by Mark Fuller
Mae LeFevre was born in McCall, South
Carolina on August 7, 1917 to the home
of Reverend and Mrs. H.L. Whittington.
At the age of five, Eva Mae began singing
at her father's street-corner services.
At the age of six, Eva Mae was playing
the pump organ at her father's church.
She would have to sit on her father's
lap to reach the keys while her father
would pump the pedals on the organ.
Mae was eight years old when she met Urias
and Alphus LeFevre. Urias, age 16, and
Alphus had come to her father's church
to put on a concert. Urias, speaking of
Eva Mae, said, "I have just met my wife".
Eight years later, 1934, Urias and Eva
Mae married in Greenville, South Carolina
at the Tremont Avenue Church of God. Eva
Mae then joined Urias and Alphus to form
the LeFevre Trio.
1939, the LeFevres moved to Atlanta, Georgia
and began holding concerts. The admission
was a whopping ten cents! They quickly
attracted a following and in 1940 were
signed by NuGrape and Orange Crush to
do a regular radio show on WGST. They
were each paid $50 a week. The show drew
more than 1,000 fan letters a day and
continued on the air for 10 years. During
World War II, the LeFevre men went off
to proudly serve their country. During
this time, Eva Mae sang with the Homeland
Harmony Quartet, while also managing the
household, and caring for children Pierce,
Meurice, and Andrea. When the war was
over, the LeFevre Trio was reunited and
began traveling throughout the South,
performing weekend concerts. It was during
this time that Mylon was born to Eva Mae
and Urias. It was also during this time
that such notables as Jim Waites and Hovie
Lister performed with the LeFevres.
the 1950's, the LeFevres were continuing
to gain popularity. In 1954, Eva Mae was
named the first Queen of Gospel Music.
It was during this time that little Monteia
was born to Eva Mae and Urias. Because
of her special needs, the LeFevres moved
to Philadelphia to seek special medical
assistance for her. During these two years,
Eva Mae and Urias found employment a church
in Philadelphia and had to sell most of
their earthly possessions to provide for
Monteia's medical treatments. The LeFevres
returned to Atlanta in the late 1950's
and were joined by such men as Jimmy Jones
and Rex Nelon.
1960's ushered in a golden era for the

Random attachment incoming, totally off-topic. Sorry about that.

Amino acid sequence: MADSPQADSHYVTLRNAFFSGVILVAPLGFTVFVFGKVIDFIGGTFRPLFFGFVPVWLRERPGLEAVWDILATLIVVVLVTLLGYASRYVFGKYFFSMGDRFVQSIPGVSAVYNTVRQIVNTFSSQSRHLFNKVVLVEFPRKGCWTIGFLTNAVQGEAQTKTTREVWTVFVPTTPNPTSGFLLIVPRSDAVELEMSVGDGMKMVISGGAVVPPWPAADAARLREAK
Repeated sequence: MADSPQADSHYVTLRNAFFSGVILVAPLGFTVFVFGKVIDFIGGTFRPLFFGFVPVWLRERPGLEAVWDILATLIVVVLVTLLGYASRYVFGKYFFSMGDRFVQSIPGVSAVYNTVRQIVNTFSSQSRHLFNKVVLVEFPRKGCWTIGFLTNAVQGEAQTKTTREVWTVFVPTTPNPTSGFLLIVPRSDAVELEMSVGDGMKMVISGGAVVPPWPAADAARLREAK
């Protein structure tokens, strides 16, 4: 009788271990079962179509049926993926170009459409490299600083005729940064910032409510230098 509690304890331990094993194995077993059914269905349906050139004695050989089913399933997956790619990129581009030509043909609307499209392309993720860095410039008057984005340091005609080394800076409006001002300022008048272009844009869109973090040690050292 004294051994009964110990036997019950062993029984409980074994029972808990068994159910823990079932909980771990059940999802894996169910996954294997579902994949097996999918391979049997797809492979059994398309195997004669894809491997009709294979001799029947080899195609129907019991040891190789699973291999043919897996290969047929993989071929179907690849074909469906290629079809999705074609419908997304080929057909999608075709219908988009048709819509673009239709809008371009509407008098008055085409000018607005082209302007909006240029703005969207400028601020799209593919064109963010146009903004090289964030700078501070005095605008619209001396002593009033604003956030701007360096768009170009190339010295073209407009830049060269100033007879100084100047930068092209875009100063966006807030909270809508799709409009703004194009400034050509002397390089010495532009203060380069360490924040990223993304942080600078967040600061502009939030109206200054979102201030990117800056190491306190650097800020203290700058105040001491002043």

LeFevres. Son Pierce joined the group
in the early 1960's. Their weekly television
program, The Gospel Singing Caravan, made
the LeFevres a household name nationwide,
as well as other groups such as the Johnson
Sisters, the Blue Ridge Quartet and the
Prophets. As MC, Eva Mae charmed audiences
from coast to coast with her graciousness,
her keen wit, her trademark laugh, and
her unique and unmistakable piano style.
And who can forget Eva Mae convincing
audiences the many benefits of using Martha
White Flour and S.S.S. Tonic? Later in
the 1960's, son Mylon LeFevre began to
perform with the group. The New Gospel
Singing Caravan, which featured the LeFevres
and the Speer Family, was also a huge
was a special year for the LeFevres. In
recognition of their golden anniversary,
the album Fifty Golden Years was released.
The 1970's would also bring many changes
to the LeFevres. Urias announced his retirement
in 1974, turning over the management of
the group to Rex Nelon, and stating he
needed to take some time off for hunting
and fishing. Some of the individuals who
performed with the group in the 1970's
included Ron Hutchins, Teresa McNeil,
Janet Paschal and Kelly Nelon. In 1976,
Alphus LeFevre retired. In May 1977, Eva
Mae retired from full time traveling stating
she was going to stay home "to see what
Urias was hunting and fishing for". It
was at that time the LeFevres became the
Rex Nelon Singers. In 1978, Eva Mae was
given the unique honor as the first living
woman ever inducted into the Gospel Music
Hall of Fame, followed by induction in
1988 into the Georgia Music Hall of Fame
- the very first inductee from the Gospel
first years for retirement for Eva Mae
were not pleasant years for her. Both
her mother and Urias passed away in 1979,
son Pierce in 1985, grandson Monty in
1987 and Alphus LeFevre shortly thereafter.
But through all the sorrow and tears,
Eva has demonstrated that through her
faith, she has the ability to overcome.
Through good times and much sadness, Eva
Mae continued to sing and touch the hearts
February 1991, Eva Mae and other Gospel
Music legends were contacted by Bill Gaither
to join him and the Vocal Band on a recording
of "Where Could I Go". After lunch, Eva
Mae went to piano and began to play. The
other singers soon joined in for a "jam"
session. This "jam" session was caught
on tape and became the first "Homecoming"
video. Bill has stated that Eva Mae's
actions on that day sparked the beginning
of the Homecoming series.
the past few years, Eva Mae had undergone
more personal suffering. First in the
passing of her daughter Andrea, and then
her beloved father, H.L. Whittington,
who passed away at the age of 103. At
the age of 84, Eva Mae underwent triple
coronary artery bypass surgery. Amazingly,
she came back stronger than ever, traveling
the Southeast, and bringing hope and cheer
late J. D. Sumner once said, "The first
lady to change the world of Gospel Music
was Eva Mae LeFevre . . . Eva Mae was
the pioneer and set the standard . . ."
didn't get in the way of Eva Mae LeFevre!
The sparkle in her eye was still there,
the determination was still in her step,
and her outlook on life encouraged us
all. We can all say that we are better
people, and the world a better place,
because of Eva Mae LeFevre. She continued
to spread hope and cheer along life's
pathway, with a hope of better things
to come.! Eva Mae was a true "steel magnolia"
and certainly without a doubt The First
Lady of Gospel Music.
Mae LeFevre died at 7:25 a.m. on Monday,
May 18, 2009, at age 91.